São Paulo Opens a Center for Drug Addicts

By Dialogo
March 30, 2012


On March 27, the government of the Brazilian state of São Paulo opened a specialized center that expects to offer help to hundreds of drug users, more than two months after the police takeover of “Crackolandia,” the giant neighborhood in the city center known for the use and trafficking of narcotics.

In total, the modern complex will provide health care and social and psychological services to over 1,200 people a day, including users and street people. According to Governor Geraldo Alckmin, a separate unit will provide care to at least 300 drug users, especially users of crack or cocaine residue.

The facilities include dormitory rooms, a reading room, a game room, and a gardening work area.

Slightly over two years before Brazil’s largest city will host the opening match of the 2014 Soccer World Cup, the authorities are seeking to fulfill their promise to aid the population that lives in the streets of “Crackolandia,” which stretches for ten blocks of dilapidated buildings in the heart of the city.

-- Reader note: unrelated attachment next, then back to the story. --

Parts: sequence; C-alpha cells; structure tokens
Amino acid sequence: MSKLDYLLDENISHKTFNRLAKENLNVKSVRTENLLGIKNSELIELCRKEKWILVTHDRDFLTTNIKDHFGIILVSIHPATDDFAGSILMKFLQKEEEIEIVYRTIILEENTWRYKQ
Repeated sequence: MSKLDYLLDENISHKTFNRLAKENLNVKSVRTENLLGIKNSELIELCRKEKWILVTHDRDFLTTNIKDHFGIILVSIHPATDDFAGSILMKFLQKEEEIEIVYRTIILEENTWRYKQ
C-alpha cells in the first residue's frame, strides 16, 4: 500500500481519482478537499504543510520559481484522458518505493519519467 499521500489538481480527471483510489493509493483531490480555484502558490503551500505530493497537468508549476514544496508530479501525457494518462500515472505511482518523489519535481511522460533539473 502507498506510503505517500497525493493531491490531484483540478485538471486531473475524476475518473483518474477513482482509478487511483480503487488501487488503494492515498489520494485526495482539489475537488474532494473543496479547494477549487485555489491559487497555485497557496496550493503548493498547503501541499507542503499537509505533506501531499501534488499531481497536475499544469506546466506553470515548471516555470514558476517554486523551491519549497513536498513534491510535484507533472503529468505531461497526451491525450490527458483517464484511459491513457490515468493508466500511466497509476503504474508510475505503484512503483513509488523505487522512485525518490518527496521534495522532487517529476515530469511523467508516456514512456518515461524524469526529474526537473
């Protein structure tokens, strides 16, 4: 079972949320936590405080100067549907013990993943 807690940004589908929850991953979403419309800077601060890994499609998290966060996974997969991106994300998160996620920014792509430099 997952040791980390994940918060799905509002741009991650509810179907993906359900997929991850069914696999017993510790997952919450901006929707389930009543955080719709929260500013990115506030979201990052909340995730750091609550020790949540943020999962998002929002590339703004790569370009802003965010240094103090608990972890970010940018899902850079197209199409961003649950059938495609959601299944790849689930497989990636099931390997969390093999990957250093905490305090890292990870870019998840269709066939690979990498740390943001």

“We’re taking another step in the fight against the drug epidemic in the city. ‘Crackolandia’ isn’t gone, but the fight is heading in the correct direction,” the mayor of the city of São Paulo, Gilberto Kassab, was happy to say for his part.

President Dilma Rousseff’s administration created a 2.2-billion-dollar fund to invest in prevention plans, medical treatment, and the fight against drug trafficking. For this center, it collaborated with 16.5 million dollars.

“Isolated actions in any sector, at any level of government, won’t be successful in combating these epidemics that are contaminating Brazil, our state, our city,” Health Minister Alexandre Padilha said.

In January, around 300 Military police occupied “Crackolandia,” with the objective of putting an end to the crack market and removing hundreds of drug addicts, the indigent, and traffickers who occupy its streets.

Between 2003 and 2011 the number of cases of chemical dependence in Brazil has multiplied tenfold, striking social groups and regions that had not been affected, Padilha lamented.



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